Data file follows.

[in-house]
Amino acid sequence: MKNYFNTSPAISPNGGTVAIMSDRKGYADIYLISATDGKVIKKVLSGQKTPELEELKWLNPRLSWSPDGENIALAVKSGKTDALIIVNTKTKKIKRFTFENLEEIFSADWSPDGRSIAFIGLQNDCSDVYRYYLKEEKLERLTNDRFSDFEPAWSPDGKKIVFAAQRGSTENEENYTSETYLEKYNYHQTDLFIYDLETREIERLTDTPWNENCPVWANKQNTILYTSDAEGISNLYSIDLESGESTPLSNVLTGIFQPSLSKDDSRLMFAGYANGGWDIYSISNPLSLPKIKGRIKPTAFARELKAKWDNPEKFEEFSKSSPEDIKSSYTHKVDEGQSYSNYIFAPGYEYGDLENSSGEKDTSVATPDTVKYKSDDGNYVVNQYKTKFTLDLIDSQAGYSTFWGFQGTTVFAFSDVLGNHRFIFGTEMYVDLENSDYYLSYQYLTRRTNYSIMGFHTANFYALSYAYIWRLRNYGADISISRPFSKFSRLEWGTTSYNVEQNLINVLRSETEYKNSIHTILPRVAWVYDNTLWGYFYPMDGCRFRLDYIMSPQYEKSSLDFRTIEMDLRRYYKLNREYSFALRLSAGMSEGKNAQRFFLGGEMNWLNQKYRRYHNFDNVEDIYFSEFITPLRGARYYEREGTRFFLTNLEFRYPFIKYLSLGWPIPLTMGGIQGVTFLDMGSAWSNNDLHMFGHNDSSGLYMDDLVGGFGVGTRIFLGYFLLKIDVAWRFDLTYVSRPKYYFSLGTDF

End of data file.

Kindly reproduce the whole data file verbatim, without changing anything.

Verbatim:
[in-house]
Amino acid sequence: MKNYFNTSPAISPNGGTVAIMSDRKGYADIYLISATDGKVIKKVLSGQKTPELEELKWLNPRLSWSPDGENIALAVKSGKTDALIIVNTKTKKIKRFTFENLEEIFSADWSPDGRSIAFIGLQNDCSDVYRYYLKEEKLERLTNDRFSDFEPAWSPDGKKIVFAAQRGSTENEENYTSETYLEKYNYHQTDLFIYDLETREIERLTDTPWNENCPVWANKQNTILYTSDAEGISNLYSIDLESGESTPLSNVLTGIFQPSLSKDDSRLMFAGYANGGWDIYSISNPLSLPKIKGRIKPTAFARELKAKWDNPEKFEEFSKSSPEDIKSSYTHKVDEGQSYSNYIFAPGYEYGDLENSSGEKDTSVATPDTVKYKSDDGNYVVNQYKTKFTLDLIDSQAGYSTFWGFQGTTVFAFSDVLGNHRFIFGTEMYVDLENSDYYLSYQYLTRRTNYSIMGFHTANFYALSYAYIWRLRNYGADISISRPFSKFSRLEWGTTSYNVEQNLINVLRSETEYKNSIHTILPRVAWVYDNTLWGYFYPMDGCRFRLDYIMSPQYEKSSLDFRTIEMDLRRYYKLNREYSFALRLSAGMSEGKNAQRFFLGGEMNWLNQKYRRYHNFDNVEDIYFSEFITPLRGARYYEREGTRFFLTNLEFRYPFIKYLSLGWPIPLTMGGIQGVTFLDMGSAWSNNDLHMFGHNDSSGLYMDDLVGGFGVGTRIFLGYFLLKIDVAWRFDLTYVSRPKYYFSLGTDF